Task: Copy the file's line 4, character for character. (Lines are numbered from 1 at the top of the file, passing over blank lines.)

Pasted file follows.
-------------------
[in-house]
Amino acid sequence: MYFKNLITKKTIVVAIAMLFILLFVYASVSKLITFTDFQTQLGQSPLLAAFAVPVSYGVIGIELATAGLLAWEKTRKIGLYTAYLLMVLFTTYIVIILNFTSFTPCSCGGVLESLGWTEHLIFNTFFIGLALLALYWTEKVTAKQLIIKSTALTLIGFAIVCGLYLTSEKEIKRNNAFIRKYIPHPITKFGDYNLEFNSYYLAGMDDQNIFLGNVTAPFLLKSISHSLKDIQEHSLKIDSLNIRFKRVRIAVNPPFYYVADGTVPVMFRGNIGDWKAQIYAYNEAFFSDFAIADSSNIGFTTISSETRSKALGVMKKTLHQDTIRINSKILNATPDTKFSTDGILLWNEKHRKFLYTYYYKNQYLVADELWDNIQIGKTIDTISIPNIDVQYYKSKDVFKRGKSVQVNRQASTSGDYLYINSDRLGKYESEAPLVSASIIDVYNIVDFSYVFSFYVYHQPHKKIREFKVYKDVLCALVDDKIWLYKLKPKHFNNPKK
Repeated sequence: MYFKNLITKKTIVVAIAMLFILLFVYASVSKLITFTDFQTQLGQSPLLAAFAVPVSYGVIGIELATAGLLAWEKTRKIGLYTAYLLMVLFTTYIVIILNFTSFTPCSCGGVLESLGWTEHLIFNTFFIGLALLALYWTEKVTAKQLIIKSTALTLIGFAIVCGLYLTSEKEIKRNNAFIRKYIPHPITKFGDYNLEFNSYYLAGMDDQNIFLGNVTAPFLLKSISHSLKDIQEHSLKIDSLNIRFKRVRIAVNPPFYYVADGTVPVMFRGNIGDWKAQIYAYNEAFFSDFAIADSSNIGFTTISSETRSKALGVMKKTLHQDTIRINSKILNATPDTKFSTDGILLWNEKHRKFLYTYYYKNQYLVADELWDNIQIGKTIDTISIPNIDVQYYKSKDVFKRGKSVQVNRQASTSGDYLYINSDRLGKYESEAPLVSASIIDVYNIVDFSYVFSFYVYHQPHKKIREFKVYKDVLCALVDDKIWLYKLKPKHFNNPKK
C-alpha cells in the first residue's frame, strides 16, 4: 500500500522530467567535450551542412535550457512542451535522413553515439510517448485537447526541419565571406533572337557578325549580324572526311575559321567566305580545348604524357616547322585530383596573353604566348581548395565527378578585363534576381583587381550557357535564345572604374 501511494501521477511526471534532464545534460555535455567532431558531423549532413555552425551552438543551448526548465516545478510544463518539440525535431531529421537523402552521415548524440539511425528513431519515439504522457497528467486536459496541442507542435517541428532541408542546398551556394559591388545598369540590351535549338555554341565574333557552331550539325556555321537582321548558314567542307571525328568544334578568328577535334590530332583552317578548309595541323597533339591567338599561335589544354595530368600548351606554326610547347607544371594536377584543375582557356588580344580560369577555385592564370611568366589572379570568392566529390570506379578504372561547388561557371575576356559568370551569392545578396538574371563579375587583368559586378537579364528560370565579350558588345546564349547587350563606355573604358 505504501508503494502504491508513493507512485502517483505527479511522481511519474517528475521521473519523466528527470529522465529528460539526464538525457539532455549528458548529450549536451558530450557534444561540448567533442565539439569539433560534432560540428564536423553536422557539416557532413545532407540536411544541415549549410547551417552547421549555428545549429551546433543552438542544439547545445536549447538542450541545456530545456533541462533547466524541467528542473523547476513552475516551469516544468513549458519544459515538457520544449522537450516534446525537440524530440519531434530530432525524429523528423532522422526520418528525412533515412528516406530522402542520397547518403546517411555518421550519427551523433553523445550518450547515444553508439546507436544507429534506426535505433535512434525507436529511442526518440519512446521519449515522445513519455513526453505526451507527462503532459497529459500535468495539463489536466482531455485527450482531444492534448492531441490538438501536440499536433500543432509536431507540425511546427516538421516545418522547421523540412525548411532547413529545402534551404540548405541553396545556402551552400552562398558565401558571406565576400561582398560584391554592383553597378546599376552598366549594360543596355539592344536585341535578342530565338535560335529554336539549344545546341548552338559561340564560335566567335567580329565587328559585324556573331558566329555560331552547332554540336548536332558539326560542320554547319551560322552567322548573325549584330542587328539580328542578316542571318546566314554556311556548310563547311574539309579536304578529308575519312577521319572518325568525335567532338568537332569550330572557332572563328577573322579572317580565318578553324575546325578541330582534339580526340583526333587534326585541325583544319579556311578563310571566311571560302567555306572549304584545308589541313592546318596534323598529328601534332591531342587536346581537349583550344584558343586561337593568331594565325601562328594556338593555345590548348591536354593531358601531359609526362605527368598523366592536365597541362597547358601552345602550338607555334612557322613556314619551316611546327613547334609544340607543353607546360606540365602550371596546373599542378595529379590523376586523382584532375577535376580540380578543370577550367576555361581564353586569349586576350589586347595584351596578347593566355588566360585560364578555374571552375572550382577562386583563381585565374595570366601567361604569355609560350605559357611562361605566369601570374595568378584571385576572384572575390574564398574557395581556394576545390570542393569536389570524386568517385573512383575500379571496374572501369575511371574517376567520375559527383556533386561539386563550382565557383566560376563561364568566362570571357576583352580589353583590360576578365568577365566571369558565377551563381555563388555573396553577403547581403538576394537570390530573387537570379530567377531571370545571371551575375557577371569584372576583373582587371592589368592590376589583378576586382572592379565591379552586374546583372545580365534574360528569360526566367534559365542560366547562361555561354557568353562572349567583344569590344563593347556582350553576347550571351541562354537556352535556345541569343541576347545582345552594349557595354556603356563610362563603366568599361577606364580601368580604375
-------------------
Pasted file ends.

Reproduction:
C-alpha cells in the first residue's frame, strides 16, 4: 500500500522530467567535450551542412535550457512542451535522413553515439510517448485537447526541419565571406533572337557578325549580324572526311575559321567566305580545348604524357616547322585530383596573353604566348581548395565527378578585363534576381583587381550557357535564345572604374 501511494501521477511526471534532464545534460555535455567532431558531423549532413555552425551552438543551448526548465516545478510544463518539440525535431531529421537523402552521415548524440539511425528513431519515439504522457497528467486536459496541442507542435517541428532541408542546398551556394559591388545598369540590351535549338555554341565574333557552331550539325556555321537582321548558314567542307571525328568544334578568328577535334590530332583552317578548309595541323597533339591567338599561335589544354595530368600548351606554326610547347607544371594536377584543375582557356588580344580560369577555385592564370611568366589572379570568392566529390570506379578504372561547388561557371575576356559568370551569392545578396538574371563579375587583368559586378537579364528560370565579350558588345546564349547587350563606355573604358 505504501508503494502504491508513493507512485502517483505527479511522481511519474517528475521521473519523466528527470529522465529528460539526464538525457539532455549528458548529450549536451558530450557534444561540448567533442565539439569539433560534432560540428564536423553536422557539416557532413545532407540536411544541415549549410547551417552547421549555428545549429551546433543552438542544439547545445536549447538542450541545456530545456533541462533547466524541467528542473523547476513552475516551469516544468513549458519544459515538457520544449522537450516534446525537440524530440519531434530530432525524429523528423532522422526520418528525412533515412528516406530522402542520397547518403546517411555518421550519427551523433553523445550518450547515444553508439546507436544507429534506426535505433535512434525507436529511442526518440519512446521519449515522445513519455513526453505526451507527462503532459497529459500535468495539463489536466482531455485527450482531444492534448492531441490538438501536440499536433500543432509536431507540425511546427516538421516545418522547421523540412525548411532547413529545402534551404540548405541553396545556402551552400552562398558565401558571406565576400561582398560584391554592383553597378546599376552598366549594360543596355539592344536585341535578342530565338535560335529554336539549344545546341548552338559561340564560335566567335567580329565587328559585324556573331558566329555560331552547332554540336548536332558539326560542320554547319551560322552567322548573325549584330542587328539580328542578316542571318546566314554556311556548310563547311574539309579536304578529308575519312577521319572518325568525335567532338568537332569550330572557332572563328577573322579572317580565318578553324575546325578541330582534339580526340583526333587534326585541325583544319579556311578563310571566311571560302567555306572549304584545308589541313592546318596534323598529328601534332591531342587536346581537349583550344584558343586561337593568331594565325601562328594556338593555345590548348591536354593531358601531359609526362605527368598523366592536365597541362597547358601552345602550338607555334612557322613556314619551316611546327613547334609544340607543353607546360606540365602550371596546373599542378595529379590523376586523382584532375577535376580540380578543370577550367576555361581564353586569349586576350589586347595584351596578347593566355588566360585560364578555374571552375572550382577562386583563381585565374595570366601567361604569355609560350605559357611562361605566369601570374595568378584571385576572384572575390574564398574557395581556394576545390570542393569536389570524386568517385573512383575500379571496374572501369575511371574517376567520375559527383556533386561539386563550382565557383566560376563561364568566362570571357576583352580589353583590360576578365568577365566571369558565377551563381555563388555573396553577403547581403538576394537570390530573387537570379530567377531571370545571371551575375557577371569584372576583373582587371592589368592590376589583378576586382572592379565591379552586374546583372545580365534574360528569360526566367534559365542560366547562361555561354557568353562572349567583344569590344563593347556582350553576347550571351541562354537556352535556345541569343541576347545582345552594349557595354556603356563610362563603366568599361577606364580601368580604375